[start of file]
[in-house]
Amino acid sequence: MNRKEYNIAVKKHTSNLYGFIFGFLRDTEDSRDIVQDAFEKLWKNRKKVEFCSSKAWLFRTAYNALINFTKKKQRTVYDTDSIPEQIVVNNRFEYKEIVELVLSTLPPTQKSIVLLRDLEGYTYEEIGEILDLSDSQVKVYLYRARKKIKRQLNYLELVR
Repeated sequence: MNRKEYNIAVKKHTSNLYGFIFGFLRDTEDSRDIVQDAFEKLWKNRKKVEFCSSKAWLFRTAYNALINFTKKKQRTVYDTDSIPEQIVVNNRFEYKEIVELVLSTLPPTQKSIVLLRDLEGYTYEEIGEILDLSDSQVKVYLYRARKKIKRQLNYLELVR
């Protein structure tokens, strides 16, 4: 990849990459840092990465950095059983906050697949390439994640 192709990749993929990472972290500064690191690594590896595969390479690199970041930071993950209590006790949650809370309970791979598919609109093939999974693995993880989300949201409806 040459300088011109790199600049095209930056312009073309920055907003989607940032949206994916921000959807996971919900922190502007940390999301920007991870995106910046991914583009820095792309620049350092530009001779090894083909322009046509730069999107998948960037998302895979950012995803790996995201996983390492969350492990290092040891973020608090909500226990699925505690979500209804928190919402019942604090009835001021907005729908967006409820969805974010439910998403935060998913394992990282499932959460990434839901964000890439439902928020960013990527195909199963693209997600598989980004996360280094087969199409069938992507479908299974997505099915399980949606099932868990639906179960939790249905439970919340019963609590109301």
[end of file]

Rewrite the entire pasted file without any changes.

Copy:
[in-house]
Amino acid sequence: MNRKEYNIAVKKHTSNLYGFIFGFLRDTEDSRDIVQDAFEKLWKNRKKVEFCSSKAWLFRTAYNALINFTKKKQRTVYDTDSIPEQIVVNNRFEYKEIVELVLSTLPPTQKSIVLLRDLEGYTYEEIGEILDLSDSQVKVYLYRARKKIKRQLNYLELVR
Repeated sequence: MNRKEYNIAVKKHTSNLYGFIFGFLRDTEDSRDIVQDAFEKLWKNRKKVEFCSSKAWLFRTAYNALINFTKKKQRTVYDTDSIPEQIVVNNRFEYKEIVELVLSTLPPTQKSIVLLRDLEGYTYEEIGEILDLSDSQVKVYLYRARKKIKRQLNYLELVR
């Protein structure tokens, strides 16, 4: 990849990459840092990465950095059983906050697949390439994640 192709990749993929990472972290500064690191690594590896595969390479690199970041930071993950209590006790949650809370309970791979598919609109093939999974693995993880989300949201409806 040459300088011109790199600049095209930056312009073309920055907003989607940032949206994916921000959807996971919900922190502007940390999301920007991870995106910046991914583009820095792309620049350092530009001779090894083909322009046509730069999107998948960037998302895979950012995803790996995201996983390492969350492990290092040891973020608090909500226990699925505690979500209804928190919402019942604090009835001021907005729908967006409820969805974010439910998403935060998913394992990282499932959460990434839901964000890439439902928020960013990527195909199963693209997600598989980004996360280094087969199409069938992507479908299974997505099915399980949606099932868990639906179960939790249905439970919340019963609590109301």